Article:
3. We use the symbol ‘ ’ hereafter to indicate that the information stored in the corresponding ﬁeld is not required in the computation. The result item preserves the active node from the triggering item and the initial node from the combination target item. (derived by Predictor 1. p0 )) and for [Ac1(δ 0 .3 e-move) and therefore its initial node is a transmitted node. If a subtree is in the Dyck language over a ¯ DI. p3 ). The constraint that there is an I-edge between ∆In and ∆I0 is checked.e. p2 ). (δ 0 . and the active node has to contain its inverse. ¯ 3. However. the transmitted nodes are consumed. This is the reverse of predictor 1. At this step. This is the equivalent of a production S → aS¯ for a Dyck language over the alphabet {a. . The active node ∆Ac is also in I or it is the empty stack (i. B → γ • . A completion edge is introduced recording the fact that this push node ∆In has been completed. we need to check also whether the stack associated ¯ with each subtree is a proper substring of the Dyck language over I ∪ I. I(δ 3 . These edges are of the form (∆In . 3 Use the standard terminology concerning Dyck languages as found for instance in [39]. The idea is to be able to compute whether a tree has a valid stack (i. p3 ).1). . p0 ) I(δ 0 . the initial node ∆In is in I. ie. I(δ 3 . A → α • Bβ. A → αB • β. p3 ).e ∆Ac = (δ 2 . Combination with an e-move item: δ 0 ∈ cl(I ∪ I) If [Ac(δ 2 . No further constraints are checked.5. For a subtree to be in the Dyck language over DI is as follows: the initial node has to contain the node for the ﬁrst index introduced in the derivation. therefore.2. k] ∈ S j such that: ¯ δ 0 ∈ cl(I ∪ I) add [Ac(δ 2 . As a result of the combination. a reduction can be performed. it means that only two dimensions are being used. p0 ). ∆I0 ) (where the omitted element is the active node ∆Ac of the combination target). GILS RECOGNITION USING EARLEY ALGORITHM 67 check properties of the combination target item in S j against edges that relate its the initial node ∆I0 to the initial node of the completed triggering item ∆In . ∆I0 = (cl(δ).a Completer A. ). a}. a stack that is in the ¯ Dyck3 language of the indices and its complements (I ∪ I)). the initial node ∆In is inherited by the result item. .b combines a completed triggering item generated by a push production (using the prediction operation 1. Therefore if the information is stored in a three dimension table. p). ( . The ﬁrst completer subcase involves a combination item in S j that had been generated by an e-production. k] to S i Subcase 3. p2 ) such that δ ∈ I ∪ {#} and 0 ≤ p2 ≤ n). p2 ). j] ∈ S i : for edge((δ 3 .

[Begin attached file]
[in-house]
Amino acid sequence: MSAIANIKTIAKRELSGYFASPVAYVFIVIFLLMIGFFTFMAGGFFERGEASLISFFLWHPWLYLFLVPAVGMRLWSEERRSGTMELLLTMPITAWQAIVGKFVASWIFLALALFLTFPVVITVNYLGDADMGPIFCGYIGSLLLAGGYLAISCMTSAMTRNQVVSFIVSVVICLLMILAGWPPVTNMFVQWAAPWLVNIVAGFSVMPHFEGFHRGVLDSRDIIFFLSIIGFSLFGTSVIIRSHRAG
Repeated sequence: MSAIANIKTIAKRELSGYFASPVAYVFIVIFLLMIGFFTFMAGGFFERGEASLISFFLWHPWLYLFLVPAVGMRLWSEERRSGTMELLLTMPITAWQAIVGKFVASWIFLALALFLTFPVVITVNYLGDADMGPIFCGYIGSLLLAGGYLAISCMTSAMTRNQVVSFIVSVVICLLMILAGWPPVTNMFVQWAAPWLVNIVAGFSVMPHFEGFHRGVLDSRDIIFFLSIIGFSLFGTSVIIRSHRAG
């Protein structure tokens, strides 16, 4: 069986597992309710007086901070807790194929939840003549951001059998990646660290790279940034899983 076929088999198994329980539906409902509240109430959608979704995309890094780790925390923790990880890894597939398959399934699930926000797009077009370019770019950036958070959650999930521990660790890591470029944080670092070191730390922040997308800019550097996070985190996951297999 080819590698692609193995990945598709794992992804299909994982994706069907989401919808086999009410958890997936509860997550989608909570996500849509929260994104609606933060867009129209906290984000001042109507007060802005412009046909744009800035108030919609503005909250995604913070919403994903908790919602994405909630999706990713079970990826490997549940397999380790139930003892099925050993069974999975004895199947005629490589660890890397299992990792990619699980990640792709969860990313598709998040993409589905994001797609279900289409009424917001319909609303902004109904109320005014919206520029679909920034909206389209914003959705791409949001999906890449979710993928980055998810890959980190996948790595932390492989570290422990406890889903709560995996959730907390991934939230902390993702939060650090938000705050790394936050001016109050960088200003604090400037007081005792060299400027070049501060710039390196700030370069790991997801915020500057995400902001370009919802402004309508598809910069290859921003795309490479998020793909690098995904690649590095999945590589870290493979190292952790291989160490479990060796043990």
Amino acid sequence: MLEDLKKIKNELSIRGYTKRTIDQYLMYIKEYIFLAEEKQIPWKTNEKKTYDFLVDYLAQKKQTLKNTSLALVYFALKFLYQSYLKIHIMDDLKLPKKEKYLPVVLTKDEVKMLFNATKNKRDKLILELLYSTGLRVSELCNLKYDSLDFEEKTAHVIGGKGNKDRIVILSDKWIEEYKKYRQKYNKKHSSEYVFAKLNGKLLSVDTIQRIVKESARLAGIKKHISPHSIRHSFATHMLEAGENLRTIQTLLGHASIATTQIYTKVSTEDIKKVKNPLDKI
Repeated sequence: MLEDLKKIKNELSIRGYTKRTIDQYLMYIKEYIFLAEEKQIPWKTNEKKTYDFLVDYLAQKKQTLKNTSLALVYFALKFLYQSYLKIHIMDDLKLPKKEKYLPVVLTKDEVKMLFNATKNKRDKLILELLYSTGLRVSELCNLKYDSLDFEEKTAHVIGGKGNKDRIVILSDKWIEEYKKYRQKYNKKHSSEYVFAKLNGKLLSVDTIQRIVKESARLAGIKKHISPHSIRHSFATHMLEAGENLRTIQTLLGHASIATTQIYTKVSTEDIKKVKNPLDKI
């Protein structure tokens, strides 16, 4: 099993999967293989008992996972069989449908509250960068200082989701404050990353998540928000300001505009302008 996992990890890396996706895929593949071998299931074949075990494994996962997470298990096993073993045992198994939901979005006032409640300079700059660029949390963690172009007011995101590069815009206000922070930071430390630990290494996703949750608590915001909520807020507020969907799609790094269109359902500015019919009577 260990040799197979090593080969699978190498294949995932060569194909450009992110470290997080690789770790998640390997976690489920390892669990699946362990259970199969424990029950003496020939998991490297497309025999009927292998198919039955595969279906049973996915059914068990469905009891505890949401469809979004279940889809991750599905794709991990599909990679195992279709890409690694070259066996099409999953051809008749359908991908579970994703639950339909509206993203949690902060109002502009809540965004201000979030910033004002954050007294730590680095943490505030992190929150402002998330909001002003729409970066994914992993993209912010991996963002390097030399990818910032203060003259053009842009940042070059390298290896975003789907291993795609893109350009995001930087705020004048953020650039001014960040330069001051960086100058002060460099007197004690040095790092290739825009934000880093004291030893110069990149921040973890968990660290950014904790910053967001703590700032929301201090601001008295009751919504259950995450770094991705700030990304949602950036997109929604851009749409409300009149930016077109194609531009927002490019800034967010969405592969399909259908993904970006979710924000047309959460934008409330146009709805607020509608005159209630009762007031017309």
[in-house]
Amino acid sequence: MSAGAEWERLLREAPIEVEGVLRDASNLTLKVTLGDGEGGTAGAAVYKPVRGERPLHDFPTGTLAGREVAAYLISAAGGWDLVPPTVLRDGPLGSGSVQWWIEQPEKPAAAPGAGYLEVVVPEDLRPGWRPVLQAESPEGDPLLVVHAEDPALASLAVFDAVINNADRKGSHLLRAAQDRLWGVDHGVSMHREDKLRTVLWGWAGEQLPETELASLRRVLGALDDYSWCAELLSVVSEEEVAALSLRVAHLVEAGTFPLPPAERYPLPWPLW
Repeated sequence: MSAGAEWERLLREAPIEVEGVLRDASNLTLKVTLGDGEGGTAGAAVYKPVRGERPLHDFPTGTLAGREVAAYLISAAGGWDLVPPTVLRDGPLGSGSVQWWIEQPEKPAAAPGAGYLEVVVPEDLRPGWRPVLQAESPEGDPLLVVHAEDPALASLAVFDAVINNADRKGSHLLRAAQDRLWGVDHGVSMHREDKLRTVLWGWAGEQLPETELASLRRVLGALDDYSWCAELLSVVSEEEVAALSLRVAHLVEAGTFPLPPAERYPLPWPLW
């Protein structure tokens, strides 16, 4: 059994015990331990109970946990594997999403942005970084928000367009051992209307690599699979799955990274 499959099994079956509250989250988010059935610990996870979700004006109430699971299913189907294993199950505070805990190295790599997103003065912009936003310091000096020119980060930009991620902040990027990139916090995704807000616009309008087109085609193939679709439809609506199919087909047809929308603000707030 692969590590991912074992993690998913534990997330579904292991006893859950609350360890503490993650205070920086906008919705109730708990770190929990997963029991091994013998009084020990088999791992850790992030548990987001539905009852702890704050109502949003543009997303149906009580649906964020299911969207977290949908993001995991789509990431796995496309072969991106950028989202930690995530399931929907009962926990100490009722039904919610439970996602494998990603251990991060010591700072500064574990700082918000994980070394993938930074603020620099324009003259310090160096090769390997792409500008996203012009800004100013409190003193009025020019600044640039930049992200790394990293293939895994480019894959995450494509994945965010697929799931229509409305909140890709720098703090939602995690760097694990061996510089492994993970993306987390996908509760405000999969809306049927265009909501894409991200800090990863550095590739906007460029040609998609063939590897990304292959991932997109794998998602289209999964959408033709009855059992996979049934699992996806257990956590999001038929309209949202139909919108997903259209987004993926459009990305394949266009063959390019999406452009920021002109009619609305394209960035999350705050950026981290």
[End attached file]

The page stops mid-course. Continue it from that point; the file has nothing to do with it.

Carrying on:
(p2 > −1) If [Ac(δ 2 . δ 2 ∈ I ∪ {#}. p2 ) such that δ 2 ∈ I and −n ≤ p2 < 0). ∆In ∈ I. A → αB • β. B → γ • . j] ∈ S i δ 3 ∈ I. ( . p2 ). p0 )) and for [ . RECOGNITION AND PARSING OF GILS I_3 I−edge edge I_3 Ac_2 + Ac_2 + − − Figure 5.b Completer B: Push with Active Node in I ∪ {#}. k] to S i and such that I_0 − + I_0 I−edge + − I_3 + push edge + Ac_2 + Ac_2 + Figure 5. I(δ 0 . It should be noted that the string position in which an index in I is introduced constrains the possible orderings of the control . ). p3 ). δ 0 . p0 ). I(δ 0 . A → α • Bβ. p3 ).13: Completer A 3. The existence of an edge between ∆In and ∆I0 is checked as in the previous cases. In other words the active node ∆Ac is a closing parenthesis of the Dyck language that has not yet exceeded its opening parenthesis. There are two additional constraints.68 I_0: e−move CHAPTER 5. p0 ). p0 )) such that: ¯ δ 0 ∈ I ∪ I.14: Completer B Subcase 3. I(δ 3 . add [Ac(δ 2 . and (p2 > −1) : for edge((δ 3 . p2 ). p3 ). The ﬁrst is −p2 < pI . (δ 0 . k] ∈ S j pushC( (δ 3 .e ∆Ac = (δ 2 .c also combines a triggering item generated by a push production. In this case ¯ ¯ the active node ∆Ac is in I (i.